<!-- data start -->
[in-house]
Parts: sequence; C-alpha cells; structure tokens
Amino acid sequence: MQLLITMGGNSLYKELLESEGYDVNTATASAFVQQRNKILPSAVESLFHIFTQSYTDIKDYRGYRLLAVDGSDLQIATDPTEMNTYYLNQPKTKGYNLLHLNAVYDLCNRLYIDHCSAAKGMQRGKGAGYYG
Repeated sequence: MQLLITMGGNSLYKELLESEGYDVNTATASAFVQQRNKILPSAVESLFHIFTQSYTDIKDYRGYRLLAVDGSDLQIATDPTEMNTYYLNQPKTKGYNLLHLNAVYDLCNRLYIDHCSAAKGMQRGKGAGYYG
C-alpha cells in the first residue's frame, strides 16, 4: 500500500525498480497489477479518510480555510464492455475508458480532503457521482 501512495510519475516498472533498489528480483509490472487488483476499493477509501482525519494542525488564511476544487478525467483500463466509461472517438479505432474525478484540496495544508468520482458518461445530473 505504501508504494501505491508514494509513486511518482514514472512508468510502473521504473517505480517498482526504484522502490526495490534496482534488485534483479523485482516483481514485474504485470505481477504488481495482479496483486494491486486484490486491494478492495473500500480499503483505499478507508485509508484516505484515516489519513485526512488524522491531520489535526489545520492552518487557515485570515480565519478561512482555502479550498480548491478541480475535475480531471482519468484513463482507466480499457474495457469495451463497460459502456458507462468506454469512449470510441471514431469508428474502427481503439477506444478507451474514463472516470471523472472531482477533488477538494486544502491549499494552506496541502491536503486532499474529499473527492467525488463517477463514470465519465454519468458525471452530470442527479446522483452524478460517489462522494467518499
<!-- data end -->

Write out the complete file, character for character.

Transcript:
[in-house]
Parts: sequence; C-alpha cells; structure tokens
Amino acid sequence: MQLLITMGGNSLYKELLESEGYDVNTATASAFVQQRNKILPSAVESLFHIFTQSYTDIKDYRGYRLLAVDGSDLQIATDPTEMNTYYLNQPKTKGYNLLHLNAVYDLCNRLYIDHCSAAKGMQRGKGAGYYG
Repeated sequence: MQLLITMGGNSLYKELLESEGYDVNTATASAFVQQRNKILPSAVESLFHIFTQSYTDIKDYRGYRLLAVDGSDLQIATDPTEMNTYYLNQPKTKGYNLLHLNAVYDLCNRLYIDHCSAAKGMQRGKGAGYYG
C-alpha cells in the first residue's frame, strides 16, 4: 500500500525498480497489477479518510480555510464492455475508458480532503457521482 501512495510519475516498472533498489528480483509490472487488483476499493477509501482525519494542525488564511476544487478525467483500463466509461472517438479505432474525478484540496495544508468520482458518461445530473 505504501508504494501505491508514494509513486511518482514514472512508468510502473521504473517505480517498482526504484522502490526495490534496482534488485534483479523485482516483481514485474504485470505481477504488481495482479496483486494491486486484490486491494478492495473500500480499503483505499478507508485509508484516505484515516489519513485526512488524522491531520489535526489545520492552518487557515485570515480565519478561512482555502479550498480548491478541480475535475480531471482519468484513463482507466480499457474495457469495451463497460459502456458507462468506454469512449470510441471514431469508428474502427481503439477506444478507451474514463472516470471523472472531482477533488477538494486544502491549499494552506496541502491536503486532499474529499473527492467525488463517477463514470465519465454519468458525471452530470442527479446522483452524478460517489462522494467518499